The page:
The spiral ganglion neurons constitute the primary connection between auditory hair cells and the brain. The spiral ganglion afferent fibers and their synapse with hair cells do not regenerate to any significant degree in adult mammalian ears after damage. We have investigated gene expression changes after kainate-induced disruption of the synapses in a neonatal cochlear explant model in which peripheral fibers and the afferent synapse do regenerate. We compared gene expression early after damage, during regeneration of the fibers and synapses, and after completion of in vitro regeneration. These analyses revealed a total of 2.5% differentially regulated transcripts (588 out of 24,000) based on a threshold of p<0.005. Inflammatory response genes as well as genes involved in regeneration of neural circuits were upregulated in the spiral ganglion neurons and organ of Corti, where the hair cells reside. Prominent genes upregulated at several time points included genes with roles in neurogenesis (Elavl4 and Sox21), neural outgrowth (Ntrk3 and Ppp1r1c), axonal guidance (Rgmb and Sema7a), synaptogenesis (Nlgn2 and Psd2), and synaptic vesicular function (Syt8 and Syn1). Immunohistochemical and in situ hybridization analysis of genes that had not previously been described in the cochlea confirmed their cochlear expression. The time course of expression of these genes suggests that kainate treatment resulted in a two-phase response in spiral ganglion neurons: an acute response consistent with inflammation, followed by an upregulation of neural regeneration genes. Identification of the genes activated during regeneration of these fibers suggests candidates that could be targeted to enhance regeneration in adult ears.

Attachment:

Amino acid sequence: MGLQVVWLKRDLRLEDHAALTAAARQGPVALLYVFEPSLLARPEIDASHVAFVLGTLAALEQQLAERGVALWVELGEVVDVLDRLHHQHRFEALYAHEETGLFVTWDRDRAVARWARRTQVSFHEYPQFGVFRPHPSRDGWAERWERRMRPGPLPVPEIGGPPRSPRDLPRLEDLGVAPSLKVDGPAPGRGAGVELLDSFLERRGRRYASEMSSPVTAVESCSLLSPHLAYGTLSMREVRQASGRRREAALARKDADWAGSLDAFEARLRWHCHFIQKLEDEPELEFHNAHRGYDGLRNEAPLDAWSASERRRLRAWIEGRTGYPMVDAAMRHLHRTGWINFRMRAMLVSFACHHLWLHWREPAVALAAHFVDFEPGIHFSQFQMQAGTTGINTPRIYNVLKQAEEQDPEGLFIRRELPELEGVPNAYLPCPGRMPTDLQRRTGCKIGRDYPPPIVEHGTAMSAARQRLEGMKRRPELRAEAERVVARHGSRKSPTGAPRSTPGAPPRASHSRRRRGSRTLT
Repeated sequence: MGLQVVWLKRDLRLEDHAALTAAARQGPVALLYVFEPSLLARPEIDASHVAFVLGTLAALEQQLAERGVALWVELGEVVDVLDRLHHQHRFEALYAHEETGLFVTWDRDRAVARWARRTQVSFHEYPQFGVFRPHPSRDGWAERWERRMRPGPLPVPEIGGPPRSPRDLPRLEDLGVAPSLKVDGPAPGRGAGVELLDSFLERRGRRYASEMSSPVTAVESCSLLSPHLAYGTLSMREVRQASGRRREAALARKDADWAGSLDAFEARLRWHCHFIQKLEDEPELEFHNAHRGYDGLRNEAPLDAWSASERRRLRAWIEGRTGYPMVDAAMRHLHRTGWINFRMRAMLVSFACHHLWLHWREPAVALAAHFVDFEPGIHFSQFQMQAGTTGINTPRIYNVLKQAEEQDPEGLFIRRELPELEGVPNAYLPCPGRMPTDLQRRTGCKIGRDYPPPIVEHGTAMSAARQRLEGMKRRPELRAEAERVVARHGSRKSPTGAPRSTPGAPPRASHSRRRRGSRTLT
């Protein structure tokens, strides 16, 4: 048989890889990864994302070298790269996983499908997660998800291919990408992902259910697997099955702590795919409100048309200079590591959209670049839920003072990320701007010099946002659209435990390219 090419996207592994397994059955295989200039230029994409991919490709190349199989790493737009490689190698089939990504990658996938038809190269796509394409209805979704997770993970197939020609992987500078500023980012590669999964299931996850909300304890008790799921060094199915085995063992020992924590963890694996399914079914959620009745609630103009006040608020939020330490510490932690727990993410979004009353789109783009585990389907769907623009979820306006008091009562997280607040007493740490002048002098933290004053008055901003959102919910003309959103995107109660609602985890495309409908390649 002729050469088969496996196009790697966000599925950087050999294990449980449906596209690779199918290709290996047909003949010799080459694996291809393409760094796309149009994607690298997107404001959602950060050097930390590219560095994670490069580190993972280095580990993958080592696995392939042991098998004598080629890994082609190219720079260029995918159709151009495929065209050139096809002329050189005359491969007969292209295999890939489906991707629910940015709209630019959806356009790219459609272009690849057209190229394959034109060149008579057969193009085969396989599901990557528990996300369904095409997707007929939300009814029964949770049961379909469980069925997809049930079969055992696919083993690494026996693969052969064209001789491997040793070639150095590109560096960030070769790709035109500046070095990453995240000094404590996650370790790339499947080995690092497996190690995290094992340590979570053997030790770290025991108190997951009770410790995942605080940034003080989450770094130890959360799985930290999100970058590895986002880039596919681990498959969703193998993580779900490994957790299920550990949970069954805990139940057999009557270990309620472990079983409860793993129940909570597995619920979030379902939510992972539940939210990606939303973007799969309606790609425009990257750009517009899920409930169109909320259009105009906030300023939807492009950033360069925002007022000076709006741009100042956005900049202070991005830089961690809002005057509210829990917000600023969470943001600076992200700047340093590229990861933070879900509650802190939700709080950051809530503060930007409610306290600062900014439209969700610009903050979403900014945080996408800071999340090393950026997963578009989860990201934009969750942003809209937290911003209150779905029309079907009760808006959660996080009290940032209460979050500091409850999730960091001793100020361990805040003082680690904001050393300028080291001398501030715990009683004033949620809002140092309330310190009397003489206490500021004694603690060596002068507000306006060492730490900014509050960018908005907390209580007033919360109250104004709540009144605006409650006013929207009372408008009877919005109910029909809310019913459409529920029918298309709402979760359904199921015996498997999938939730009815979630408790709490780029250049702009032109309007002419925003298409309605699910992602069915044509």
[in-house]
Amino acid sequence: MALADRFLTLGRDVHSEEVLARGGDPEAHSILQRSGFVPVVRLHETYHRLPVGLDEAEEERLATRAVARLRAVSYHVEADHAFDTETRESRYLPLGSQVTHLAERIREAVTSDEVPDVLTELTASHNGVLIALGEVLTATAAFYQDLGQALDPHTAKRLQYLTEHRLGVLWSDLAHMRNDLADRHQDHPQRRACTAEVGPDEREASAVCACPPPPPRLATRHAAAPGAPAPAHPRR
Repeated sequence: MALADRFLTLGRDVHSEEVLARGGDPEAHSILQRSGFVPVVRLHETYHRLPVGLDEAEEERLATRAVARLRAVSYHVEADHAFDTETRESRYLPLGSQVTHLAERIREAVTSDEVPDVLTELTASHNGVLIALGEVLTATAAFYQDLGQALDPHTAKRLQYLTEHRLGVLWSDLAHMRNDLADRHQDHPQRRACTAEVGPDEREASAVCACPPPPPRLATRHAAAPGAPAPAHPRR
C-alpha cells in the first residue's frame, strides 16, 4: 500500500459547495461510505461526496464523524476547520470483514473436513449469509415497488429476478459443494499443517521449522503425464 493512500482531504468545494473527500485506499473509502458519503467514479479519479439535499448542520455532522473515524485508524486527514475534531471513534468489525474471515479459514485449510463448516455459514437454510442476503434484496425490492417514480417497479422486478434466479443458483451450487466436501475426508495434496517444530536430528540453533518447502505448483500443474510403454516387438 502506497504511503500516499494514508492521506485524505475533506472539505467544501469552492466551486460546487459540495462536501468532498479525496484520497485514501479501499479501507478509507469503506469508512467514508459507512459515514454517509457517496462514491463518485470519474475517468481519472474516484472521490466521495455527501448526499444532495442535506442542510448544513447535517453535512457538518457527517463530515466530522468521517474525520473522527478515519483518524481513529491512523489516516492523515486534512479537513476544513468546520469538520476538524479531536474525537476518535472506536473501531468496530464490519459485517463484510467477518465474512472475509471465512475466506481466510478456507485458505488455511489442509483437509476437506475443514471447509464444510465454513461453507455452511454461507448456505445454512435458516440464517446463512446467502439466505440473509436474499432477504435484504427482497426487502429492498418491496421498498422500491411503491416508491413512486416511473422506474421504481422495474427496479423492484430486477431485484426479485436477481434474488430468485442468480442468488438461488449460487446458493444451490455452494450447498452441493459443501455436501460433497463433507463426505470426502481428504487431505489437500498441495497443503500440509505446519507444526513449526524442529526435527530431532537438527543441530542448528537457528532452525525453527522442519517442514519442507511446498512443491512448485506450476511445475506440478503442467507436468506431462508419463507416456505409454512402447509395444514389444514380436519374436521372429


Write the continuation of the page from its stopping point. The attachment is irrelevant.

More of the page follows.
View details for DOI 10.1371/journal.pone.0238578

    View details for Web of Science ID 000590270000017

    View details for PubMedID 33001981

    View details for PubMedCentralID PMC7529247

  • Regeneration of Cochlear Synapses by Systemic Administration of a Bisphosphonate FRONTIERS IN MOLECULAR NEUROSCIENCE Seist, R., Tong, M., Landegger, L. D., Vasilijic, S., Hyakusoku, H., Katsumi, S., McKenna, C. E., Edge, A. B., Stankovic, K. M. 2020; 13: 87

    Abstract

    Sensorineural hearing loss (SNHL) caused by noise exposure and attendant loss of glutamatergic synapses between cochlear spiral ganglion neurons (SGNs) and hair cells is the most common sensory deficit worldwide. We show here that systemic administration of a bisphosphonate to mice 24 h after synaptopathic noise exposure regenerated synapses between inner hair cells and SGNs and restored cochlear function. We further demonstrate that this effect is mediated by inhibition of the mevalonate pathway. These results are highly significant because they suggest that bisphosphonates could reverse cochlear synaptopathy for the treatment of SNHL.

    View details for DOI 10.3389/fnmol.2020.00087

    View details for Web of Science ID 000556565200001